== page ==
Barley is an ancient grain whose time has come. Archeological discoveries in the Nile Crescent indicated that barley, along with millet and wheat, were used for food as far back as 8000 BC.¹ Debate has occurred as to whether the cultivation of grain was for food or fermented drink. We have learned that cereal starch was not nutritionally available in a raw state unless it was sprouted or cooked and sprouted grain becomes mash for alcohol if allowed to ferment. As a result, primitive alcohol production occurred as a natural bi-product of food preparation.²
Historical references of barley’s usefulness as a food with both health benefits and medicinal properties have been found in Greek, Egyptian, Ethiopian, and Roman literature.¹ Barley was the preferred food of gladiators, who were called hordearii or “barley men”. ¹ Barley was also described as a staple food for the Roman army.¹
There are many references to barley as a food source in the Bible, but also as a seasonal marker describing the time of year, “during the barley harvest”.³ The Book of Ruth describes Ruth’s barley gleaning and threshing as she gathers enough food for herself and her mother-in-law.⁴ Jesus in John Chapter 6, 1-14 feeds the masses with 3 fish and 6 loaves of barley bread.⁵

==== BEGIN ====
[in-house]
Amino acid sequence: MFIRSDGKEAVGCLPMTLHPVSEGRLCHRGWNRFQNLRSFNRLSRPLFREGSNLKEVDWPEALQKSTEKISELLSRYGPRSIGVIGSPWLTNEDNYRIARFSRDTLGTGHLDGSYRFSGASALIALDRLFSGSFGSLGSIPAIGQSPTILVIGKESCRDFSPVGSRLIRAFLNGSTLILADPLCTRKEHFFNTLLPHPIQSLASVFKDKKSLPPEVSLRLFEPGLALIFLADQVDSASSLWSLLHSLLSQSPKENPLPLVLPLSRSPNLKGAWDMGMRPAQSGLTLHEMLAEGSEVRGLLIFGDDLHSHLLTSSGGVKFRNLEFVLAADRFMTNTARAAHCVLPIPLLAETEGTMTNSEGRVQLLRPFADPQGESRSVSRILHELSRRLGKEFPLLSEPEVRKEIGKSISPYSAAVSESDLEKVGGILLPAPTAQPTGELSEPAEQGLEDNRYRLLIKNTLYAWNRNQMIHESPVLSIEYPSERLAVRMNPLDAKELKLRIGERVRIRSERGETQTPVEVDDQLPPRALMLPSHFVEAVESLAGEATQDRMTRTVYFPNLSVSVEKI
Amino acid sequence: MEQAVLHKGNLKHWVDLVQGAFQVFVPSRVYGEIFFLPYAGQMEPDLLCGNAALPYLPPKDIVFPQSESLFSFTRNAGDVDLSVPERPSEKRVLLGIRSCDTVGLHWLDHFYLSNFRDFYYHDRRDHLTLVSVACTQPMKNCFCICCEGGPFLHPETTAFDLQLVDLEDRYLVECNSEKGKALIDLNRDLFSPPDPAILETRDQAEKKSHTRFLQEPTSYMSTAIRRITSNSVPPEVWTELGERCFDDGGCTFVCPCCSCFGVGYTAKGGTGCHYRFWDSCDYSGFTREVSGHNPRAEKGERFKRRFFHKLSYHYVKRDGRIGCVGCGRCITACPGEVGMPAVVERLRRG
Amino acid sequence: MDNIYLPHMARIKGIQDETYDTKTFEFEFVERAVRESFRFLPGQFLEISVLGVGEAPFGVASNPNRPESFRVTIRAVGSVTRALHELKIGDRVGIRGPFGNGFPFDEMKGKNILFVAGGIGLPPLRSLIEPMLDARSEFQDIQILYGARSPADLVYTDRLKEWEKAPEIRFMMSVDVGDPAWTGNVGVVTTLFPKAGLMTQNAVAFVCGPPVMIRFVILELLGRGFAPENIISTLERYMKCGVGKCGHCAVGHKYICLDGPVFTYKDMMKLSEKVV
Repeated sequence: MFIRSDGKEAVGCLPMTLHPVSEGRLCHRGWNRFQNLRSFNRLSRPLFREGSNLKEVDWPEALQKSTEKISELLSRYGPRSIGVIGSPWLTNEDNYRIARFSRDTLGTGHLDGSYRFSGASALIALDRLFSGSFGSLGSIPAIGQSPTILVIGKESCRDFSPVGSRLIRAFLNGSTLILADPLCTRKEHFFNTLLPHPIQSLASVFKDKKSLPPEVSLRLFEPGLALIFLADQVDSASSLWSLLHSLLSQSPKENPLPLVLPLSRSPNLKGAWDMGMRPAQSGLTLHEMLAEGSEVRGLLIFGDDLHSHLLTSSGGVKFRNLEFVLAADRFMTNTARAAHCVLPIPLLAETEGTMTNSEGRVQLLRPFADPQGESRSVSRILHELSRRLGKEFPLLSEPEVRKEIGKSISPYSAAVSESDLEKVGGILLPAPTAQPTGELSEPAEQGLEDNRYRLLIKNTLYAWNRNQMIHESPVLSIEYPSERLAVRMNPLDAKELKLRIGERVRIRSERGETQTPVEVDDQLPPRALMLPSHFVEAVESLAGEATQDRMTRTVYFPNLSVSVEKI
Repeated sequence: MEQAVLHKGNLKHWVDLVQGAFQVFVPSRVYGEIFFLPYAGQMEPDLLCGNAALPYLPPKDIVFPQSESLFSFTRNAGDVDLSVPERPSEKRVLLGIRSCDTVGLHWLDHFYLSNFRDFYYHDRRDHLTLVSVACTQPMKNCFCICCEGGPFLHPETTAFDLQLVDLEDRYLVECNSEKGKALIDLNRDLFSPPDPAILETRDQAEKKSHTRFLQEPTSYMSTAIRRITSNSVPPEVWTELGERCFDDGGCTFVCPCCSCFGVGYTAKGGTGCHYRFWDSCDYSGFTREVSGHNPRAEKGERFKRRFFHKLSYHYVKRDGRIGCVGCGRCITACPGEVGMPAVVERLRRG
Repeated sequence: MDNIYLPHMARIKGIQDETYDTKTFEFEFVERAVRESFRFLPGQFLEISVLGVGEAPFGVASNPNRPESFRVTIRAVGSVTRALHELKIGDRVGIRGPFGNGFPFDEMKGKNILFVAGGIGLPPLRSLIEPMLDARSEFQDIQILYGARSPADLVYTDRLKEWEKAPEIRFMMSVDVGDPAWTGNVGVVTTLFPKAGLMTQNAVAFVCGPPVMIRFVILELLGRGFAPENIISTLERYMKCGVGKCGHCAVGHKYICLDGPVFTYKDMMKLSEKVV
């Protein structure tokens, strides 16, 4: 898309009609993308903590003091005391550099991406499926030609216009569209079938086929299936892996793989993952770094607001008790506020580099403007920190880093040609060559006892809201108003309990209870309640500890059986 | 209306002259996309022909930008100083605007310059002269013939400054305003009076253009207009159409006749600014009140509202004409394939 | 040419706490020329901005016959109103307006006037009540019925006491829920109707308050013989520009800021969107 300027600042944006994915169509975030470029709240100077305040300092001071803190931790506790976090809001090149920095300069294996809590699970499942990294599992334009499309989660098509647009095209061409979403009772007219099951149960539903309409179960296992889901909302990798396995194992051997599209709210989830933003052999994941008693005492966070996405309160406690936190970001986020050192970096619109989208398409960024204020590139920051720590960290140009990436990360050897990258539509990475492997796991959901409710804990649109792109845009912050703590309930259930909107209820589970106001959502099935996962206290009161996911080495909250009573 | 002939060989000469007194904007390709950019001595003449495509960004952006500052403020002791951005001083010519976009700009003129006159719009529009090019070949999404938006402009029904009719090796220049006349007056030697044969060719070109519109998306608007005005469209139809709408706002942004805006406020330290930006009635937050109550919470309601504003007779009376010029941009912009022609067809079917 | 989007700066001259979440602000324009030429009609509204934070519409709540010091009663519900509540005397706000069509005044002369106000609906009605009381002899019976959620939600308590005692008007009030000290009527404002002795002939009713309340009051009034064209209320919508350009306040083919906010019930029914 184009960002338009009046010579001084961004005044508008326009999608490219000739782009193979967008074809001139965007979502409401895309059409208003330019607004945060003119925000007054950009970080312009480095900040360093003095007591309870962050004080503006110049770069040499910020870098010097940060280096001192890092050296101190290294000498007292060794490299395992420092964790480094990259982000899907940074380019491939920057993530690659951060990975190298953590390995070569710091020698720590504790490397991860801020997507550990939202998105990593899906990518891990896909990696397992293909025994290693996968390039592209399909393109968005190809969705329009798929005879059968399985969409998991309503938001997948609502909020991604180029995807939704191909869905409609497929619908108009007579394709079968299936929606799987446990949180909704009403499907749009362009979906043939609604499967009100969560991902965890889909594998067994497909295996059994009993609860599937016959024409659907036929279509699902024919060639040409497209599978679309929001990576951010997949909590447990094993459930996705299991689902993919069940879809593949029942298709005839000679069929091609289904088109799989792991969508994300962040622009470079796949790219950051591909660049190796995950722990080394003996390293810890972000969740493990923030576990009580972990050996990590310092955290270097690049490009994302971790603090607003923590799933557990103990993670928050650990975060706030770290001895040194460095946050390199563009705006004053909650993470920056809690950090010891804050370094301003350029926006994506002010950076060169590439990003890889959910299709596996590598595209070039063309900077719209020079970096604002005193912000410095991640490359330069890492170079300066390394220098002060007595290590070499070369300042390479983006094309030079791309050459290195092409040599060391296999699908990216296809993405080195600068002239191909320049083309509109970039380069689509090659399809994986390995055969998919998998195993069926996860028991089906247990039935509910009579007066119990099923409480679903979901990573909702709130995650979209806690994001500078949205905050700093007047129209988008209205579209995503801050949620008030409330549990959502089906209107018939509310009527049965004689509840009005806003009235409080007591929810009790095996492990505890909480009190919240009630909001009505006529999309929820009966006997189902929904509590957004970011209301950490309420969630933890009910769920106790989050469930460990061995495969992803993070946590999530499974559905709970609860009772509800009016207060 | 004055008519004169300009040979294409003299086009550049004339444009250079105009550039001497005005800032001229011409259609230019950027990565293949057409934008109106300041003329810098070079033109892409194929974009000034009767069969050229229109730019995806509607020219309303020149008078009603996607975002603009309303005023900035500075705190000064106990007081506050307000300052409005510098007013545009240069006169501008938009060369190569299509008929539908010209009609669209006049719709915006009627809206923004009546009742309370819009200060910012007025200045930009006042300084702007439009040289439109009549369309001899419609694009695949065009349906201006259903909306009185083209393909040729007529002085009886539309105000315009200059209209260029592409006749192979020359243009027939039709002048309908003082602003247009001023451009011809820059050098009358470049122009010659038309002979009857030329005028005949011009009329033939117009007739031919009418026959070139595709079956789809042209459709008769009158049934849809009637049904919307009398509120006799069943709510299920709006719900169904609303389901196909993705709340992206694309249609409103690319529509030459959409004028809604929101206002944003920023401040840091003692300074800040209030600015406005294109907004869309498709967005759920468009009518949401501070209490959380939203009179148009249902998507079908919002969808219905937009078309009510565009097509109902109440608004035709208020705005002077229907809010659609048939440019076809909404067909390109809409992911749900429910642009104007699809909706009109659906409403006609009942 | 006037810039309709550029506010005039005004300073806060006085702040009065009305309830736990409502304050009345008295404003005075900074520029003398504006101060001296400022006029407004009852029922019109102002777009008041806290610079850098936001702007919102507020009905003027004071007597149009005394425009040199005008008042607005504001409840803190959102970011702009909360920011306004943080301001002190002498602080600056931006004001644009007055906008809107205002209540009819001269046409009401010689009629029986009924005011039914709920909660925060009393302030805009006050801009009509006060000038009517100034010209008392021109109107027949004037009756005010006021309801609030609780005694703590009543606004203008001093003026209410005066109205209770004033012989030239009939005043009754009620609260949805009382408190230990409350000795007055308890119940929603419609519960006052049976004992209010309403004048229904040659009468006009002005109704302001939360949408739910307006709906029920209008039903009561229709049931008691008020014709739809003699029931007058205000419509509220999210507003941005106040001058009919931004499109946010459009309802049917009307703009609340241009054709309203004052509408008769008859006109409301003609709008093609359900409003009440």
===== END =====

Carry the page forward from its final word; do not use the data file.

Fast forward to the last 25 years, and you will hear that considerable research has taken place in North America to understand the health benefits of whole cereal grains. Studies regarding oats and barley have shown reduced cholesterol and blood glucose levels with consumption of that grain.¹ There have been several beneficial components identified including tocopherols, phenolics, phytosterois and soluble and insoluble fibre. The most recognized ingredient is beta-glucan, a soluble fiber which plays a role in managing cardiovascular disease risk by reducing blood lipid levels and blood pressure and in diabetes by lowering blood glucose levels.
Recently, researchers have focused their efforts to extract soluble fibers in grain products in order to supplement our diet with higher levels. An analysis of various cereal grains have indicated that barley had the highest levels of soluble fibre (3 -11%) and that oats ranked second (3-7%). Hulless barley had the highest beta-glucan content, and levels in excess of 11% have been achieved through genetic selection.